The most dynamic of the Kuwaiti fundraisers was the preacher Hajjaj al-Ajami. He partnered with Hakim al-Mutayri, leader of the Umma Party, a transnational political organization promoting political liberalism at home and strident anti-imperialism abroad. Early on, the party played an outsized role in Syria by supporting Ahrar al-Sham, once the largest rebel faction and a cornerstone of the Syrian Islamic Front (al-Jabhat al-Islamiyya al-Suriyya) founded in December 2012. Muhammad al-Mufrih, the leader of the Umma Party’s banned Saudi chapter, helped establish Ahrar al-Sham in 2011, and Muhammad al-Abduli, an Emirati counterpart, died while fighting with the group in Raqqa in 2013.
The Syrian conflict represented a similar opportunity for another regional network of Salafists, often dubbed “Sururis,” after Mohammed Surur Zein al-Abidin (1938–2016). A Syrian in long-term exile—living in Saudi Arabia, the United Kingdom, and finally Qatar—Zein al-Abidin blended Salafi religious doctrines with a Muslim Brotherhood–like focus on political issues, a combination that proved a major inspiration for the Sahwa movement that challenged the Saudi regime during the early 1990s. His influence in Syria was minimal prior to 2011, not only because of his absence but also because his criticisms were focused on the monarchy in Saudi Arabia, where most of his followers lived.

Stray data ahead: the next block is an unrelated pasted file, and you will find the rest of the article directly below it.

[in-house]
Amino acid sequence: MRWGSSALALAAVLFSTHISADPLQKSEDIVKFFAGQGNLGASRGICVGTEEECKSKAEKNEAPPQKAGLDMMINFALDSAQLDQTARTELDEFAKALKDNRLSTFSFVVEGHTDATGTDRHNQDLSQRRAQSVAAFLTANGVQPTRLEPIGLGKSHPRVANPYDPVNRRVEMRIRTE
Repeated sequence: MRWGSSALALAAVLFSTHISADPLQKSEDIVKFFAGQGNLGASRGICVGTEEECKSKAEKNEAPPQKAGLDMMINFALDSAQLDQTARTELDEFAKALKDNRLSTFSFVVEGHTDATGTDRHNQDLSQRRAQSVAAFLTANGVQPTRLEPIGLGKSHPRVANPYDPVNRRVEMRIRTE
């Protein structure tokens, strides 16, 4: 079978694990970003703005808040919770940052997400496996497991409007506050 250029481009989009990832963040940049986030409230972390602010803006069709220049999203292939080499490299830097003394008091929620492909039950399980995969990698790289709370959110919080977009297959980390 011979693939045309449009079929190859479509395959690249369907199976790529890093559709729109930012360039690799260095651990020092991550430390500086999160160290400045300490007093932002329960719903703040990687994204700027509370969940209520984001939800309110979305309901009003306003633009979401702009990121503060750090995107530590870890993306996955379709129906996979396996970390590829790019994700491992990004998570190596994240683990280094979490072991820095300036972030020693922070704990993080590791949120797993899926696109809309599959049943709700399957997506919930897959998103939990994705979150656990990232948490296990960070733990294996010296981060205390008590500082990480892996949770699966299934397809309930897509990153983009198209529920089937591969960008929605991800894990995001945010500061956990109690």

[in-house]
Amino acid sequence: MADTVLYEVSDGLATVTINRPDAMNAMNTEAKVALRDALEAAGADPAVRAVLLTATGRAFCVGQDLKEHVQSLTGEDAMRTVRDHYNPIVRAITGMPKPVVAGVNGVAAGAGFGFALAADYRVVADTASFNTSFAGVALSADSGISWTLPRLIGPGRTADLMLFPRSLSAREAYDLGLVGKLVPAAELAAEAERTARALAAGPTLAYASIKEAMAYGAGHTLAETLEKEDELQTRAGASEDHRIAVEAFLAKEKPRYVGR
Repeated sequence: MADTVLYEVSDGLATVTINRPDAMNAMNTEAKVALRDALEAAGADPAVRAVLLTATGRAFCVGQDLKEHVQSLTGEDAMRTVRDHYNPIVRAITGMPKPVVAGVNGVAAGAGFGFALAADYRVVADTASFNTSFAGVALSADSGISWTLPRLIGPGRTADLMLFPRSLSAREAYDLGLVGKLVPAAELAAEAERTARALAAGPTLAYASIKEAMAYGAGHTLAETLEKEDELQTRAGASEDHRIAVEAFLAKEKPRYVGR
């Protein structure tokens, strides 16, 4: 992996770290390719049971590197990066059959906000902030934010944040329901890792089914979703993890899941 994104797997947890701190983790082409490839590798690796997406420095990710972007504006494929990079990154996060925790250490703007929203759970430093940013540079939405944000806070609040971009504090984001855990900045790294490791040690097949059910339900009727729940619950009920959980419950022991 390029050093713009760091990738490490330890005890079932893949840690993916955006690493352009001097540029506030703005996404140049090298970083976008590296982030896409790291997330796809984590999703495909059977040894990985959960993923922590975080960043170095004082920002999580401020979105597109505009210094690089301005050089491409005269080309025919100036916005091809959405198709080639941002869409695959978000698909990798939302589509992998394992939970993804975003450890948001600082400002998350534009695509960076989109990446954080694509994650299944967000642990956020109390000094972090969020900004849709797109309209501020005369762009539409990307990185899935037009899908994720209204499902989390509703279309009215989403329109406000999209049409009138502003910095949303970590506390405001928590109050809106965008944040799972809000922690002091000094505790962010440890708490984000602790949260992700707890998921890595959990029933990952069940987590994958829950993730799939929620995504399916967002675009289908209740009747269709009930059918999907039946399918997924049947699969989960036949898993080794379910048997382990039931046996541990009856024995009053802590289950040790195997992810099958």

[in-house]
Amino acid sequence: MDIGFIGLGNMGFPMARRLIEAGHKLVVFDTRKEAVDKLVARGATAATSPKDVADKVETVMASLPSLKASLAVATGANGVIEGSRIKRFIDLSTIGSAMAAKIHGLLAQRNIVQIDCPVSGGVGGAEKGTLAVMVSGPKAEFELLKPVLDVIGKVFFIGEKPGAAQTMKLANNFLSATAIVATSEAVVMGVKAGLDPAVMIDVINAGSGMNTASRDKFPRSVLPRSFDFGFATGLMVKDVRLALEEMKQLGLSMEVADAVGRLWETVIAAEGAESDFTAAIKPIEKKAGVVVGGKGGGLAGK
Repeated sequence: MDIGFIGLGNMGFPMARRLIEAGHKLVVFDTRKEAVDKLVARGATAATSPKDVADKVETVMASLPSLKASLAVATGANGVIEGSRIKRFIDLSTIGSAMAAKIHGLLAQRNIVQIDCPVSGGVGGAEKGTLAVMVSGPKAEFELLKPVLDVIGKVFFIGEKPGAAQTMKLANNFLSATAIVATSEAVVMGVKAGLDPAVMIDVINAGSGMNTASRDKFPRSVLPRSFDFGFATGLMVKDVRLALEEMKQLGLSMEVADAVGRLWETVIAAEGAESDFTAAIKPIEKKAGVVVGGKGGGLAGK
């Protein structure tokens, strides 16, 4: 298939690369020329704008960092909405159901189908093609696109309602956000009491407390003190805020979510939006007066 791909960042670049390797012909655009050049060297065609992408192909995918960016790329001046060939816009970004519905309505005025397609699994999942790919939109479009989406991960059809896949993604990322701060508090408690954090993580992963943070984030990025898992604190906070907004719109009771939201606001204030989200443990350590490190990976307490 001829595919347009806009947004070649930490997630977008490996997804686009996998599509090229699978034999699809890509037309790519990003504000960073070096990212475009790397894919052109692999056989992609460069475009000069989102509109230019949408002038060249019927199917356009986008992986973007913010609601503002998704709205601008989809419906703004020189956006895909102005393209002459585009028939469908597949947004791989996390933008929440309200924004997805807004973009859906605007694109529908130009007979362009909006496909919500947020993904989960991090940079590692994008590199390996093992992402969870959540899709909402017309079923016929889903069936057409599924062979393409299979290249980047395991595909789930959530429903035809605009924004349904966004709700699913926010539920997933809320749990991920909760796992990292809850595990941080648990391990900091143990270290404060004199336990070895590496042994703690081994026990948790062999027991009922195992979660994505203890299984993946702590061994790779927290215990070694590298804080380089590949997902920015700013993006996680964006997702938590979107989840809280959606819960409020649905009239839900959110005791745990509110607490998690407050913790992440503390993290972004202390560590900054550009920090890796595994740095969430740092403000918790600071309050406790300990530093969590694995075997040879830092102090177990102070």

With the 2011 uprising, Zein al-Abidin reoriented his efforts toward Syria. In September 2012, he threw his weight behind the Syria Islamic Liberation Front (Jabhat Tahrir Suriyya al-Islamiyya), which brought together several thousand fighters from four of the most powerful Syrian rebel factions: the Islam Brigade (later the Islam Army) in Damascus Governorate; the Farouq Battalions in Homs Governorate; and, owing to the Syria Islamic Liberation Front’s financial capabilities, two groups previously co-opted by the Muslim Brotherhood, namely Souqour al-Sham in Idlib Governorate and the Tawhid Brigade in Aleppo Governorate.